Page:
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Buying fresh, unpasteurized milk from a local farm is good for your family's health, good for the farm and good for the environment. NOFA/Mass is working to make safe, healthy raw milk easily available in Massachusetts.
Upcoming Legislation to Support the Distribution of Raw Milk in Massachusetts
• Current law prohibits raw (unpasteurized) milk from being sold anywhere other than from the farm on which it was produced. With a growing demand for raw milk, and a decreasing number of raw milk dairies, many consumers are unable to purchase this product
• This bill would allow farmers or their third party contractors to deliver raw milk to consumers, so long as consumers have a contract with the farmer prior to delivery
• The bill gives the Department of Agricultural Resources authority to oversee the delivery process in order to ensure the safety of the milk.
Find Your Legislator and encourage them to support Bill S419.
More Information About Raw Milk
• Information about raw milk for consumers (including a list of raw milk dairies in Massachusetts)
People around the world have milked animals (cows, sheep, goats, camels, etc.) for thousands of years-consuming the raw milk directly and preserving it in the form of dairy products.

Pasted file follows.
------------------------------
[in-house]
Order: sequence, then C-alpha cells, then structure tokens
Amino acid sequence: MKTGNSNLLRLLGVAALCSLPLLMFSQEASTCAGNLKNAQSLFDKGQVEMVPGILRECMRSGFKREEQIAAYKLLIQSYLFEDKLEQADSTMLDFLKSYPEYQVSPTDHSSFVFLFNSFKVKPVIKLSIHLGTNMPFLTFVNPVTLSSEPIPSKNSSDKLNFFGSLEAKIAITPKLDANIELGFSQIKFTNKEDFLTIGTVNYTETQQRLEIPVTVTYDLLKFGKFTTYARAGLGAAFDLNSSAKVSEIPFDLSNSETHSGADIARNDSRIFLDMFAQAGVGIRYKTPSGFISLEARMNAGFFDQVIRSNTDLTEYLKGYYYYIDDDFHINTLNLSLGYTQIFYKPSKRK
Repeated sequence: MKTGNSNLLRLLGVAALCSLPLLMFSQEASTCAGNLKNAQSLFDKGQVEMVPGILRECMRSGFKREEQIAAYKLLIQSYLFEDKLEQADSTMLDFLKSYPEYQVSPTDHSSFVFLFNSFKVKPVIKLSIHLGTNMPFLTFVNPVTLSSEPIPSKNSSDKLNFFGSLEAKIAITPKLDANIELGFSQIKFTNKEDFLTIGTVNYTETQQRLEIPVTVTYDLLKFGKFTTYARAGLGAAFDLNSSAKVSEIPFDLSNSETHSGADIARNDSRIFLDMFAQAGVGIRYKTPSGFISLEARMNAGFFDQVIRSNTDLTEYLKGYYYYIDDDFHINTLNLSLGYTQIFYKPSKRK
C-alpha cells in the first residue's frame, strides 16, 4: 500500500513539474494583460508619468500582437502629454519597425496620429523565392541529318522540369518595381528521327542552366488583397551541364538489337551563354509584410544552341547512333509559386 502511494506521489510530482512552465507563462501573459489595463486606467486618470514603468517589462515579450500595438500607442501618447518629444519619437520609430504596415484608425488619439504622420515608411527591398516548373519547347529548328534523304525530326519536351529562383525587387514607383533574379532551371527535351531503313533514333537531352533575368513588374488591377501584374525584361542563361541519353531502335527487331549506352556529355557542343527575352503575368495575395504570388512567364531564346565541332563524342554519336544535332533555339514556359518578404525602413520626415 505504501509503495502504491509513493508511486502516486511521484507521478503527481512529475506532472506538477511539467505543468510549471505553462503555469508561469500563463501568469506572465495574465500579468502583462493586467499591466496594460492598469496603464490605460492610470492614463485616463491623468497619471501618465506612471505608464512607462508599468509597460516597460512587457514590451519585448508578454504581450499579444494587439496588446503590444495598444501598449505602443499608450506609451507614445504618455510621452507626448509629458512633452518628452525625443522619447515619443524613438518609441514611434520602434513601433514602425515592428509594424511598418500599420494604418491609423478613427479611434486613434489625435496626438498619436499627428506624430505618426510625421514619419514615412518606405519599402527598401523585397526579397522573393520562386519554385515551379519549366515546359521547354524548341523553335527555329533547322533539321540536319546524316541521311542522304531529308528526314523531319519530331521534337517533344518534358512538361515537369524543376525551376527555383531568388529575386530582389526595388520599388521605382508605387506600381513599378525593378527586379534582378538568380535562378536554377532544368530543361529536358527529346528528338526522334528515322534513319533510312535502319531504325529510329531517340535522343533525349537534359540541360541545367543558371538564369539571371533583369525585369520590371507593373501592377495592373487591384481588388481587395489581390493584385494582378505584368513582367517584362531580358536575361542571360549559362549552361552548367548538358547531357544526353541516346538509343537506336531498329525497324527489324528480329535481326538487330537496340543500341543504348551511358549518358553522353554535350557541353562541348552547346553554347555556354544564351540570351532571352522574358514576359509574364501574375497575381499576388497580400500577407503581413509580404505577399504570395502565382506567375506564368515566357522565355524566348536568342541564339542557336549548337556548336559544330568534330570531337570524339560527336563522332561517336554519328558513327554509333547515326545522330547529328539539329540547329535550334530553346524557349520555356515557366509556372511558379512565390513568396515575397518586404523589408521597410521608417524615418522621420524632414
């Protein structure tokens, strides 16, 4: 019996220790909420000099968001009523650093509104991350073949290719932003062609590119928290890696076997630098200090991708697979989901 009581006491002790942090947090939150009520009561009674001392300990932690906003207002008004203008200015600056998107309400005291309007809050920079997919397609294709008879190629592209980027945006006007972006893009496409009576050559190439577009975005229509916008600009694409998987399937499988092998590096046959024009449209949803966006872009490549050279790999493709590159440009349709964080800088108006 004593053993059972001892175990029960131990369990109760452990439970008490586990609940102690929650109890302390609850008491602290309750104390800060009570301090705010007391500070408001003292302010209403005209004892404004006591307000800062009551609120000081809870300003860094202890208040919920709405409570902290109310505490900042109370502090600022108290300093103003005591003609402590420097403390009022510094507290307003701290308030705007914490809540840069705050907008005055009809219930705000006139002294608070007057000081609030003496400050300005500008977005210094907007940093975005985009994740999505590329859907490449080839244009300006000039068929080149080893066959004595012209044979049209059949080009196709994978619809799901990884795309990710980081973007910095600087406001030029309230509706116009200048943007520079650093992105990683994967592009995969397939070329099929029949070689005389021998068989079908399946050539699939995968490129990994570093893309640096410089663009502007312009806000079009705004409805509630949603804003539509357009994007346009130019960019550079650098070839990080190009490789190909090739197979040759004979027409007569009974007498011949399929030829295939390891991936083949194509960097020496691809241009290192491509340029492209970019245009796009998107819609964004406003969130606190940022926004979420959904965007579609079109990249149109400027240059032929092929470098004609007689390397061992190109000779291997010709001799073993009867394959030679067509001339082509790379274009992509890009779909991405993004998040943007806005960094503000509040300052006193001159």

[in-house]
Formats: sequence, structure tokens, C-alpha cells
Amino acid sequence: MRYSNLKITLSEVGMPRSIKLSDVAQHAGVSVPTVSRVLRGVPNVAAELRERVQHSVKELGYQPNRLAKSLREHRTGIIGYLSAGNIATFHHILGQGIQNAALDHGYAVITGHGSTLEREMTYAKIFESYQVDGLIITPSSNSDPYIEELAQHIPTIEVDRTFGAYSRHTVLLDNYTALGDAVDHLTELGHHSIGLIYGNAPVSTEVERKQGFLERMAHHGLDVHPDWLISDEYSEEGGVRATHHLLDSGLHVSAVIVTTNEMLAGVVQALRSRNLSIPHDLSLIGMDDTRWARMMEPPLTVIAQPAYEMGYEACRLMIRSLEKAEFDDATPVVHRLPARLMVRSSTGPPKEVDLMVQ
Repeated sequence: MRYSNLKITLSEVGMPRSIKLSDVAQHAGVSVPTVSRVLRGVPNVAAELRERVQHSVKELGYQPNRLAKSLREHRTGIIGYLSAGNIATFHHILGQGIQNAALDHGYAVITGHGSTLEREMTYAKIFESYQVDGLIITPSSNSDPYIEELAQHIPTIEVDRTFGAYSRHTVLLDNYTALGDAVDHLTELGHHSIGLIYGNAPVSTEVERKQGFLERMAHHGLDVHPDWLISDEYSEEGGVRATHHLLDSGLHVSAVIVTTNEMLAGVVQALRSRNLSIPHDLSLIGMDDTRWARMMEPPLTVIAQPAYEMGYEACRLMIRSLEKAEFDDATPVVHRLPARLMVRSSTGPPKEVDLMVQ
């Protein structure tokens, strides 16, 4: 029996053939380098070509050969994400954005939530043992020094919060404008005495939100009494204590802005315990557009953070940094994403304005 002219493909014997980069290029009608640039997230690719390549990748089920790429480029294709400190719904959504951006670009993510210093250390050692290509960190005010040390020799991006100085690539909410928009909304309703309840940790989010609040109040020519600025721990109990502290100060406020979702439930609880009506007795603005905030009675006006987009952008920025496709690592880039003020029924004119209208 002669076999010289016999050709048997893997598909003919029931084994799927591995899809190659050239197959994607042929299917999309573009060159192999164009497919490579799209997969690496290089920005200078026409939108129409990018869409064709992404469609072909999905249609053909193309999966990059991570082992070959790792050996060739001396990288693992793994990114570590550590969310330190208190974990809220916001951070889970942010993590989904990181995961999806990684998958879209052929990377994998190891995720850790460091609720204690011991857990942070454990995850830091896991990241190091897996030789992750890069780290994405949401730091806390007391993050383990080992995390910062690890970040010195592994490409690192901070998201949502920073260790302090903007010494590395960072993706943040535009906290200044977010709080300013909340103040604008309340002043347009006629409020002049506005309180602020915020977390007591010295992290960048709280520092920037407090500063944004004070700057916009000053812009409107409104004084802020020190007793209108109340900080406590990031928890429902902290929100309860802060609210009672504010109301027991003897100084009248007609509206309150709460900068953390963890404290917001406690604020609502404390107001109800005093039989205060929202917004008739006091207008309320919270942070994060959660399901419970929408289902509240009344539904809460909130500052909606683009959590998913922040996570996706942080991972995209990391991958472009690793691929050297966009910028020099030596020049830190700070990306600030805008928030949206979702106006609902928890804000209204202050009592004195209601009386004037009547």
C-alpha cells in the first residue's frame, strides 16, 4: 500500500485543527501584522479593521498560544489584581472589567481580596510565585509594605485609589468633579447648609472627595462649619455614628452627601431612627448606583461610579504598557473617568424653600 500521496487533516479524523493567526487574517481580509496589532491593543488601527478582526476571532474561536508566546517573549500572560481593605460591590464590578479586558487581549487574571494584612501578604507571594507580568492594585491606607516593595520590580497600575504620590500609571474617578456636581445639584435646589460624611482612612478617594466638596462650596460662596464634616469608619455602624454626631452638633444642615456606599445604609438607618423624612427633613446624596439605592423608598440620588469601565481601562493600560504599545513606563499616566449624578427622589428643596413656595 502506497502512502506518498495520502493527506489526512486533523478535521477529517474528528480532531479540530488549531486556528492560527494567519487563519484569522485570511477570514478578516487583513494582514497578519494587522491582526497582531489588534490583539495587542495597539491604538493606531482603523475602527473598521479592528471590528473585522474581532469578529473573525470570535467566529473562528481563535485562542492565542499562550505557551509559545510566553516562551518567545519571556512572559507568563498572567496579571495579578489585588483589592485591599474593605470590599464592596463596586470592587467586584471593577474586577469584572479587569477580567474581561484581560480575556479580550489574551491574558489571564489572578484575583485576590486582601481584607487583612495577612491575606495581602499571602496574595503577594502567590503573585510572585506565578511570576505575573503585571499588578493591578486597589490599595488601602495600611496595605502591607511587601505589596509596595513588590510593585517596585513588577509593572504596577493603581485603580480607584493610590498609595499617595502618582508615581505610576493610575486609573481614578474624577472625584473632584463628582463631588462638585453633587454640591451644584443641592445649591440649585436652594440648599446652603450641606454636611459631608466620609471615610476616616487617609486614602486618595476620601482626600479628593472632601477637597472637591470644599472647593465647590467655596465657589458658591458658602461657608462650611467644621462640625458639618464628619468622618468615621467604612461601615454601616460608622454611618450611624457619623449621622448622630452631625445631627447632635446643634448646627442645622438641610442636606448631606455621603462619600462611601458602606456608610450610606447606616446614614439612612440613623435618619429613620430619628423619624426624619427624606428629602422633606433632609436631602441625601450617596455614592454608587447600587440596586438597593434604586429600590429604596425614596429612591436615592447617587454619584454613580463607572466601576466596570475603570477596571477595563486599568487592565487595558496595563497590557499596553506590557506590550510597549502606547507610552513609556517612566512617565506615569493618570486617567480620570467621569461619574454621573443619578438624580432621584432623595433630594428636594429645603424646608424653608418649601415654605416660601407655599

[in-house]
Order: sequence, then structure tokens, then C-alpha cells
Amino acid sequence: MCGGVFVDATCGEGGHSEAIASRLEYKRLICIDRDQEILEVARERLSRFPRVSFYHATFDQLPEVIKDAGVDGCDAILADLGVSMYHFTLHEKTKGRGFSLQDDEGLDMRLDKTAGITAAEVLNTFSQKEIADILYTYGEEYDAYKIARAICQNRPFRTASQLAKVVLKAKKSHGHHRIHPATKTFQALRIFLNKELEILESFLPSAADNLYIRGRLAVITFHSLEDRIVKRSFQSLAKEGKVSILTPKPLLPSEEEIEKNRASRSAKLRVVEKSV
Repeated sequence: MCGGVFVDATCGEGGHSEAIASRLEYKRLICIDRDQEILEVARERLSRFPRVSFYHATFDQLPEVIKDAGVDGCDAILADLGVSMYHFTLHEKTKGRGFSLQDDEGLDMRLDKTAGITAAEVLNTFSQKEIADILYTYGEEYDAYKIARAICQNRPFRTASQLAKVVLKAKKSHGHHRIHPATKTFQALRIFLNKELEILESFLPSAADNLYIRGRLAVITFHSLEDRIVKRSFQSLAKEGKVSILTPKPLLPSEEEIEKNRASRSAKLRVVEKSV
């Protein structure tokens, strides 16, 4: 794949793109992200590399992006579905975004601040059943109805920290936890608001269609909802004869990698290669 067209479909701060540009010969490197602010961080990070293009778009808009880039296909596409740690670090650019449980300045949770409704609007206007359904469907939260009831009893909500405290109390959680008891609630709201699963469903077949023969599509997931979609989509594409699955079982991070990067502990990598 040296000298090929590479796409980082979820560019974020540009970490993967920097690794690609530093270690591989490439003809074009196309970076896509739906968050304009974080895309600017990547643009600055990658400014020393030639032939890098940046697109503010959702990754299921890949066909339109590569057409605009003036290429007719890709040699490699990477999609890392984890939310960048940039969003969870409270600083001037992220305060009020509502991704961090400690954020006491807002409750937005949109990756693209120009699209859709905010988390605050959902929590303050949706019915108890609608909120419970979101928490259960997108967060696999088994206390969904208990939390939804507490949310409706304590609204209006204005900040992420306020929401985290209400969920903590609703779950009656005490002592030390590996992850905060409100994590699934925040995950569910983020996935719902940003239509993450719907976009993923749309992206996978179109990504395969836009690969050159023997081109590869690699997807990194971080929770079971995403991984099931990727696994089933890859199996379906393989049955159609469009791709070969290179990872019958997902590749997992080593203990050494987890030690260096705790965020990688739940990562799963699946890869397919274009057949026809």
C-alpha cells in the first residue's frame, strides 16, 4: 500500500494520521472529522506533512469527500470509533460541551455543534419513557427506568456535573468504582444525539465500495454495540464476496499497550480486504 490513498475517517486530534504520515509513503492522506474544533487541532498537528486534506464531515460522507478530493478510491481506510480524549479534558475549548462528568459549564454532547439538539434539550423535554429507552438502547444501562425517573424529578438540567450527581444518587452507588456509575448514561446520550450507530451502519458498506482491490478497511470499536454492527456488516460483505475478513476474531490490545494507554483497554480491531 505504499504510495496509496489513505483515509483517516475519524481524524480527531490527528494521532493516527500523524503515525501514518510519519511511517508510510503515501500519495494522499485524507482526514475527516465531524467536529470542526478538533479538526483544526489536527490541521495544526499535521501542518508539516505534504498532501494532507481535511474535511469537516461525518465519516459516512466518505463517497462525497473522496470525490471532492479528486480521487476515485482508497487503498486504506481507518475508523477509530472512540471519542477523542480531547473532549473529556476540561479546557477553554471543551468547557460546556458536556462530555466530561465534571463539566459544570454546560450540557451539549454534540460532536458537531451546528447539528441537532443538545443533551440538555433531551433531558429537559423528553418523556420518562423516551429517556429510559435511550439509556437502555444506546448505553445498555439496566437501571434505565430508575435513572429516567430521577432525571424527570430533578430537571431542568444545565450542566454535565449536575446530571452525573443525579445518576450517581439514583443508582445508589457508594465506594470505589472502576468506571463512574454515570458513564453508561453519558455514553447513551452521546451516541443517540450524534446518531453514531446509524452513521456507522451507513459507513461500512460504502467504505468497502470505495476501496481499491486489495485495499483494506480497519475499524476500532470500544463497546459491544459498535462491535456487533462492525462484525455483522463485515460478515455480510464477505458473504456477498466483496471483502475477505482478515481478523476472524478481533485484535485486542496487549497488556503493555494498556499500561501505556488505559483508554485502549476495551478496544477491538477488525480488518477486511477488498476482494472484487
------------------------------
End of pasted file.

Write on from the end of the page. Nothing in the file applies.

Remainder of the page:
Pasteurized milk (heated to over 160 °F) is a relatively new product. Pasteurization came about less than a century ago, as a reaction to milk produced in urban dairies from cows kept in confinement and fed industrial waste-largely from distilleries. Contamination of such milk was controlled by heating it ("pasteurizing" it) to kill all bacteria, both the good and the bad.
Eventually the urban dairies disappeared, but pasteurization remained. Now a growing number of people are learning that fresh milk from nearby dairy farms-where cows still graze outside and are managed using organic and sustainable practices-does not need pasteurization. It tastes better, is more beneficial to human health and the health of the environment, and directly supports local farmers and communities. In Massachusetts there are more than 24 farms that pass rigorous inspections and are certified to sell raw milk from their farm stores. Visit one of these farms to learn more about this vital and healthy product.
Why is Raw Milk So Good?
Raw milk is the ultimate whole food. It contains many nutrients essential to human health, and comes complete with companion enzymes and amino acids necessary for the human body to make use of those nutrients.
Raw Milk Contains:
- High levels of calcium and other minerals, and the enzymes necessary to metabolize these minerals. Those enzymes are destroyed in the pasteurization process.
- An abundance of beneficial bacteria that can rebalance a digestive system unable to process many foods, and can restore the immune system. These good bacteria help produce and assimilate vitamins and minerals, fight off illnesses, and regulate bodily processes. Pasteurization destroys all bacteria in milk.